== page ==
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(generated from captions) After D-day, ATA girls
were initially banned

from ferrying planes
to the continent,

but one girl
was to break that rule.

The trailblazer who ensured that
women would fly to Northern Europe

was Diana Barnato Walker, who else?

She was, by this time,
married to Derek Walker,

Wing Commander Derek Walker,

who was stationed with the Allied
Headquarters in Brussels,

and arranged for his commanding
officer to provide a letter

allowing him to bring
his newlywed wife to Brussels.

It was vague as to whether
she would be flying
her own Spitfire, but she was,

and they flew wingtip to wingtip
out over the white cliffs
of Dover in October 1944.

ROMANTIC MUSIC

And then the 'Mail'
got wind of this, the 'Daily Mail',

and said that Derek Walker had taken
his wife to Brussels for a honeymoon

and he was docked
three months' pay,

so that might have
at least paid for the fuel.

Diana's honeymoon was short-lived.

This is a piece of Derek Walker's
Mustang 5, in which he crashed

on November 14th, 1945
and was killed.

Diana, the epitome of the
fun-loving ATA girl, remained single

and devoted to flying
for the rest of her life.

By 1945, the Allies had achieved
total dominance in the air.

Fewer planes needed to be delivered.

As war ended,
the ATA was wound down.

I was very wicked,
I never wanted the war to end,
so I could go on and on and on.

Whenever possible I get near enough
to pat a Spitfire and a Hurricane,

and look into it, too...

Still amazed
at how tiny the cockpit is.

But then I was young at the time.

For many, it was the end
of the best years of their lives.

The ATA was the main thing
in my life, I'm sure it was...

It was difficult to get into...

and...

a lot of hard work
to get going in it and...

Yes, I was sad to leave it.

Very...

The best part of my life, I'm sure.

Mmm...

For Pauline Gower, heading
the Women's Section was
to be the achievement of her life.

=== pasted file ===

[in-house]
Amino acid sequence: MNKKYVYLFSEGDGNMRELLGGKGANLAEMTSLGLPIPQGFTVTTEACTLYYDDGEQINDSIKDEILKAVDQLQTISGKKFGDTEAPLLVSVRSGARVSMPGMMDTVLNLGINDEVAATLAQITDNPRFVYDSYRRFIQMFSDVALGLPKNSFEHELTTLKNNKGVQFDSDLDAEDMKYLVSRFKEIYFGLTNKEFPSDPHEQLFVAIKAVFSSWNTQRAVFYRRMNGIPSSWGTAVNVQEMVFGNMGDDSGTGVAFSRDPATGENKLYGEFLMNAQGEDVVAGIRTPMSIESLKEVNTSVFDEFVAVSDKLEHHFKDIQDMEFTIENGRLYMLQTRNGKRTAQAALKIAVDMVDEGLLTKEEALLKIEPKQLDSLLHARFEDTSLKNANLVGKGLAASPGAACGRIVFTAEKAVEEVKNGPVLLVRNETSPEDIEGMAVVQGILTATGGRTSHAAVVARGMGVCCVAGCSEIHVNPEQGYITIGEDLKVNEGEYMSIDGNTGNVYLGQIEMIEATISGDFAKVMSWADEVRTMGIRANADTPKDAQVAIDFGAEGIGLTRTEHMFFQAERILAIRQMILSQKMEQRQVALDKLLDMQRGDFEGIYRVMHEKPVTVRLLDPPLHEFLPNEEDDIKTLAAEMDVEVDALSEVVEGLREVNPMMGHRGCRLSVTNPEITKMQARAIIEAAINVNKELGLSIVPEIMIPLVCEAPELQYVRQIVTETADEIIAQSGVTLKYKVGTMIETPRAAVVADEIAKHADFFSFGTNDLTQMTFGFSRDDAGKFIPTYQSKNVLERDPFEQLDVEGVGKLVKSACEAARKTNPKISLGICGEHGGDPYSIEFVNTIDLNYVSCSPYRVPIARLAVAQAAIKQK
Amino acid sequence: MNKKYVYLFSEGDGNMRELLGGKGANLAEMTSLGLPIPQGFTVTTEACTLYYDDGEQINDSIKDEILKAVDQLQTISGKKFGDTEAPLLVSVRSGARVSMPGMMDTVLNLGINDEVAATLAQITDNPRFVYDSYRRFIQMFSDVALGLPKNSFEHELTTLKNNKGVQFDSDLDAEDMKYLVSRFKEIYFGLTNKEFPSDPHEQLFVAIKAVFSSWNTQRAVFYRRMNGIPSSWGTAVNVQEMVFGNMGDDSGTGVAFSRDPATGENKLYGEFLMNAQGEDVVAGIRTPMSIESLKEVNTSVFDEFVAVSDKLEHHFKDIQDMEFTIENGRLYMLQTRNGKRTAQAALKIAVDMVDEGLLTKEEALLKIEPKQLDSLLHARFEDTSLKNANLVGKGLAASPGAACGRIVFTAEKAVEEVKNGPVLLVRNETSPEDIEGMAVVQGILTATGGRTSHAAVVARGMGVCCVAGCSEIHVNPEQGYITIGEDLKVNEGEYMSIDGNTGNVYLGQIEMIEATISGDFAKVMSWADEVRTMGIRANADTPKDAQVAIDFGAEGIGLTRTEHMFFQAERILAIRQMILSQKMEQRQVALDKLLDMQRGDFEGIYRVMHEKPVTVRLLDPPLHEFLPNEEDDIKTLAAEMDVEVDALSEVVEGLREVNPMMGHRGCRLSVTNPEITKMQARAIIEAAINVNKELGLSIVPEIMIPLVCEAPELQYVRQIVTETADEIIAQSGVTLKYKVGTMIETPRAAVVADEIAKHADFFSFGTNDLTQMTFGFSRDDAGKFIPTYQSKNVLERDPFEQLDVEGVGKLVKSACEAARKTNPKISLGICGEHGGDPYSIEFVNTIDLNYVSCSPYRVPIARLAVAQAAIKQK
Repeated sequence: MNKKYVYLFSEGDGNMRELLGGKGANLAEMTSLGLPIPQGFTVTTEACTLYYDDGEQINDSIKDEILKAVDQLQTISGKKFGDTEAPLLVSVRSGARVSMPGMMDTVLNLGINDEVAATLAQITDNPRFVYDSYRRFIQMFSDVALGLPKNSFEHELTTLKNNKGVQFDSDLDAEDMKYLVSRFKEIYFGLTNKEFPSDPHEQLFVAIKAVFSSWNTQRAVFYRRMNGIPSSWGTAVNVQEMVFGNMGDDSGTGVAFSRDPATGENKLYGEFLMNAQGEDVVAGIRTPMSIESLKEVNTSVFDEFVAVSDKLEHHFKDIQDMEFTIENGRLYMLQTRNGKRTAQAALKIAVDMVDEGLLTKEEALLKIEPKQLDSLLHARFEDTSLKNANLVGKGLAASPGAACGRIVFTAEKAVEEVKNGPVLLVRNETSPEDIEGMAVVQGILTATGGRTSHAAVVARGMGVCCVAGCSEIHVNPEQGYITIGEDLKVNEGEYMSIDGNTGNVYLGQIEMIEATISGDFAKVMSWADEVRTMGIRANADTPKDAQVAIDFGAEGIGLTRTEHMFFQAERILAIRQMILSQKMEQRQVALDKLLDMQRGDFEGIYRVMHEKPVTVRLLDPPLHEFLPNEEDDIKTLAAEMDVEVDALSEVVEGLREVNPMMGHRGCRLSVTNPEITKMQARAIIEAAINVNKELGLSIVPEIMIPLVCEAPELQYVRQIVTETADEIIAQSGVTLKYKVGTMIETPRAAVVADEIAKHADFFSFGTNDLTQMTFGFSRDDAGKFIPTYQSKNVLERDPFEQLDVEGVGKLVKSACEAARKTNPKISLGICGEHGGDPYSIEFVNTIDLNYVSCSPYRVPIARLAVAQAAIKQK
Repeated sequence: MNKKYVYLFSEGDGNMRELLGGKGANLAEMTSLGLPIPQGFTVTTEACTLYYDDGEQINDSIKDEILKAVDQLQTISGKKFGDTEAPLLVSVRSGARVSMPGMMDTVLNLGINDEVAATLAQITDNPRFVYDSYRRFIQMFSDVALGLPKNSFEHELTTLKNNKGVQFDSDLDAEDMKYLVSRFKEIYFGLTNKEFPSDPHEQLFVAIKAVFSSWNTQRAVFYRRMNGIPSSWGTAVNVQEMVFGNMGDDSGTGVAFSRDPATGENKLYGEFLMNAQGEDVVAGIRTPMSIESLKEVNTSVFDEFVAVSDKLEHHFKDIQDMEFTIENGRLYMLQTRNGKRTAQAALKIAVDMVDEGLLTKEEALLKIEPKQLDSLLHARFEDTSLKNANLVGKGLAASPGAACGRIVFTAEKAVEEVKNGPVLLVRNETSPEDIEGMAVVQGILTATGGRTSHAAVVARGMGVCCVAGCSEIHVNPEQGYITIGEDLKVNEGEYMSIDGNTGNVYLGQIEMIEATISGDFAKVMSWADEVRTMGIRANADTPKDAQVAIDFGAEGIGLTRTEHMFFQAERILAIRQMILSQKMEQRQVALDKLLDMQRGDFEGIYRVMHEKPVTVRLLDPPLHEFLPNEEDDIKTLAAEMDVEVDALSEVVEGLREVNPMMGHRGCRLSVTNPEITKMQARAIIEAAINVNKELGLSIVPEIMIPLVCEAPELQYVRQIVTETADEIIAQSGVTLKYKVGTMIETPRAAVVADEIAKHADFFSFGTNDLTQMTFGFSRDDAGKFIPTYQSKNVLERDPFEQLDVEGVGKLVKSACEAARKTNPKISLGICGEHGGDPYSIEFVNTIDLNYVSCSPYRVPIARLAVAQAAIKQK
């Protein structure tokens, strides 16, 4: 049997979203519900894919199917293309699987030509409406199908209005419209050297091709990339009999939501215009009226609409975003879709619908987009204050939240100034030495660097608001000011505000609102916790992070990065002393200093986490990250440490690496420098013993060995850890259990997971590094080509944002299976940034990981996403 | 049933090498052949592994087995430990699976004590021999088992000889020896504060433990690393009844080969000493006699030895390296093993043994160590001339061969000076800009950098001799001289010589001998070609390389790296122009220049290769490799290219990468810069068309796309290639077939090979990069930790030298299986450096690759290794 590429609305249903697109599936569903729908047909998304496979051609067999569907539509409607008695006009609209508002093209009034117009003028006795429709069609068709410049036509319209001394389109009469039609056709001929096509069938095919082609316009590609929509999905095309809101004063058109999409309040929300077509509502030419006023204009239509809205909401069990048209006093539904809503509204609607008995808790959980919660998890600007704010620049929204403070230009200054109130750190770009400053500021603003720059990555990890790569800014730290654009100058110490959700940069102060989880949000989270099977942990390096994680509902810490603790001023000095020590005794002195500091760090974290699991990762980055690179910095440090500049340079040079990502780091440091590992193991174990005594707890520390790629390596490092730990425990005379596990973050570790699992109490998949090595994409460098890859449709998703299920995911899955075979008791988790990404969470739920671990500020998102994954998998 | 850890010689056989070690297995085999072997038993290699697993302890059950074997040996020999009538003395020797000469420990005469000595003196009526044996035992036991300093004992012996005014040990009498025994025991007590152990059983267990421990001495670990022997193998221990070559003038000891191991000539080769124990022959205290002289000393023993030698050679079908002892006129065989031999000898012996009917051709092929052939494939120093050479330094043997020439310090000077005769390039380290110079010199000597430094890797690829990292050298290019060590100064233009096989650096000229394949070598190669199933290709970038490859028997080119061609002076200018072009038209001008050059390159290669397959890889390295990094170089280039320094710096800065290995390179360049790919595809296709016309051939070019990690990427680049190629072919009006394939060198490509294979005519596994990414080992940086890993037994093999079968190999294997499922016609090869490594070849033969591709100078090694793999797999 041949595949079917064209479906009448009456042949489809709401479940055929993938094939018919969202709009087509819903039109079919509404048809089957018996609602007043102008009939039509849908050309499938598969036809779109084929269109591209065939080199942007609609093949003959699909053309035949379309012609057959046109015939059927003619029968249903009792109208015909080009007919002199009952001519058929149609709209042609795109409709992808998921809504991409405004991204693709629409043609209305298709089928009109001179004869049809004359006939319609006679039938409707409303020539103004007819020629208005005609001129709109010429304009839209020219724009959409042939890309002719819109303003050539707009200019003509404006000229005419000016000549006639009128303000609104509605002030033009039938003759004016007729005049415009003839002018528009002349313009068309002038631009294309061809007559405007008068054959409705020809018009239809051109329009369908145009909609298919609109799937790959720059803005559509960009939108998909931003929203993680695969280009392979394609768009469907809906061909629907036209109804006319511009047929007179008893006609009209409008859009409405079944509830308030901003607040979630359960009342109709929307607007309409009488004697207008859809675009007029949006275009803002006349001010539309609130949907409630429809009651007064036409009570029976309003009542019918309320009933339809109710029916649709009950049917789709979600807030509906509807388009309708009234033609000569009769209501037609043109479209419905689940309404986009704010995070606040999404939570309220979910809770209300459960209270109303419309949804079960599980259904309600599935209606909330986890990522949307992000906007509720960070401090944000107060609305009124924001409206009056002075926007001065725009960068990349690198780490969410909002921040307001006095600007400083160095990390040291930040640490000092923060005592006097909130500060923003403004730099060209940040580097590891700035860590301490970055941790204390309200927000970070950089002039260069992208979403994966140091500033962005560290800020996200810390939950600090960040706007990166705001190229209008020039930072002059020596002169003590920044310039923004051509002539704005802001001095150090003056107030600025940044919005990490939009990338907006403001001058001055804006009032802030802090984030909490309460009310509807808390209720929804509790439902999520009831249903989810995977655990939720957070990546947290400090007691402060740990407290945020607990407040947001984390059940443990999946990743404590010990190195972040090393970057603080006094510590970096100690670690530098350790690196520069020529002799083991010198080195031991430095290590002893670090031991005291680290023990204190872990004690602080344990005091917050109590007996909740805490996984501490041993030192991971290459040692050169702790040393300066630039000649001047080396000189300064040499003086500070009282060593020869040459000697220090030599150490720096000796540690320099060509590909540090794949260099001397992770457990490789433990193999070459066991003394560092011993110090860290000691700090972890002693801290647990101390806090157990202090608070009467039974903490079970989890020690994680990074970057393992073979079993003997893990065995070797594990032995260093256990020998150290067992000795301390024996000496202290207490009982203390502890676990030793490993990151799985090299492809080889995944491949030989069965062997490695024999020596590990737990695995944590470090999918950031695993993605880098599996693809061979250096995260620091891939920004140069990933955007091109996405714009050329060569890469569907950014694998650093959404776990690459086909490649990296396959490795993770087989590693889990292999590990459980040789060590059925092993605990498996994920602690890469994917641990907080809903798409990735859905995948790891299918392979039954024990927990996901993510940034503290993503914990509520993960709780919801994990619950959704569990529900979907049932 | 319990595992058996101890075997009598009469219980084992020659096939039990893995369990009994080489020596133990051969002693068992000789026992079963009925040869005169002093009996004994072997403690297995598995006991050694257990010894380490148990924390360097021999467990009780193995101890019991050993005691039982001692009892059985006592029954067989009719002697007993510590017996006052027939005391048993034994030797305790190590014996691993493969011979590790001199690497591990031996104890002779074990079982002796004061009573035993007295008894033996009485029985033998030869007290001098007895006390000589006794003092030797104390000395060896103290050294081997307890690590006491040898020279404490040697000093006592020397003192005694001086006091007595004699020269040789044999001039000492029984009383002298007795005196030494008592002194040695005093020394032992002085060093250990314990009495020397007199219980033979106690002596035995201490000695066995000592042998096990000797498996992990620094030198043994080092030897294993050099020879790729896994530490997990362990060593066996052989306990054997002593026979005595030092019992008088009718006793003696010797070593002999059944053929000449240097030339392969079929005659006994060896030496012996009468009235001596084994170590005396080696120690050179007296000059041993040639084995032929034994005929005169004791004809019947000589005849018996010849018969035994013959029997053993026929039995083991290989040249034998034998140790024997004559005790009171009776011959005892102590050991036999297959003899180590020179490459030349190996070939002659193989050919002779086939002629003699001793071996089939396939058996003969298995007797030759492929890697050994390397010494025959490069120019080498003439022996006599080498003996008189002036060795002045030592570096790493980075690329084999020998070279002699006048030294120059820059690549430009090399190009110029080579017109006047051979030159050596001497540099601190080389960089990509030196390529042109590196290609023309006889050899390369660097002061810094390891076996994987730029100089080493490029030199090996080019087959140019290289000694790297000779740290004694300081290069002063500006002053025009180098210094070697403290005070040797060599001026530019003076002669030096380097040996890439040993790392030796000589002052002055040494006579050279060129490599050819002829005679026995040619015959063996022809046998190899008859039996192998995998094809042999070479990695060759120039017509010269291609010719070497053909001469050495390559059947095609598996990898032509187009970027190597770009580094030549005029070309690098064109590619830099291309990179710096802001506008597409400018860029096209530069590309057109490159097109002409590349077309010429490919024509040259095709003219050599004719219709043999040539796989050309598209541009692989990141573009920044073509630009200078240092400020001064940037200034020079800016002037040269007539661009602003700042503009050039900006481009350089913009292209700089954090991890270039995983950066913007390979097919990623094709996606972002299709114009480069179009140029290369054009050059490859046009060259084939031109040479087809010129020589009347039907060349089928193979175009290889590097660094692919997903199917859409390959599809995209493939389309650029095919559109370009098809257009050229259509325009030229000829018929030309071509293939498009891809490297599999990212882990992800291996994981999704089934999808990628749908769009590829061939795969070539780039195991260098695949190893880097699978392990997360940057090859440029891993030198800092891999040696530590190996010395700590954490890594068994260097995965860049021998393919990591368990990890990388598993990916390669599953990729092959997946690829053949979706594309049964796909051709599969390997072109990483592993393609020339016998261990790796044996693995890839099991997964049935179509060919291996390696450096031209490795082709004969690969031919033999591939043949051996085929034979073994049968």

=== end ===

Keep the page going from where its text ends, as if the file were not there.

She died in childbirth in 1947.

Lettice Curtis, the most
accomplished of the women fliers,
dreamt of becoming an airline pilot,

but all the de-mobbed RAF boys
put an end to that.

I think she dreaded
whatever was to come.

She remained unmarried,
except to aviation,

she worked for
the Fairey Aircraft Company,

but she was never a civilian pilot.

There was never any question...

that that opportunity
would come along.

One of the pilots, Jackie Sorour,

did become Britain's
first commercial airline pilot.

Was it BOAC to Paris or New York?

No, it was from Bristol
to the Channel Islands, I think,

and she was constantly
mistaken for a flight attendant.

The unique moment

when women fliers almost gained
equality with their male
counterparts soon disappeared.

For women to be flying
the whole range of aeroplanes,

from ancient bi-planes
to super-fast Spitfires
and lumbering great Lancasters,

is just unbelievable stuff.

It could never, never happen again,

where girls could fly
all these military aeroplanes
without any aids whatsoever,

and go from one aeroplane to
another without any instruction,

because I flew 76 types.

My days of glamour have gone now...

I'm just trying to get
safely through old age!

Subtitles by Red Bee Media Ltd
E-mail subtitling@bbc.co.uk

Good evening, and welcome to the program. I'm Michael Tomalaris. Protesters back on the streets of Cairo, as violence breaks out elsewhere in Egypt. New Zealand escapes major damage after another major earthquake. Tony Abbott gets tough on asylum seekers, as Labor's campaign stalls. And the healing power of horses.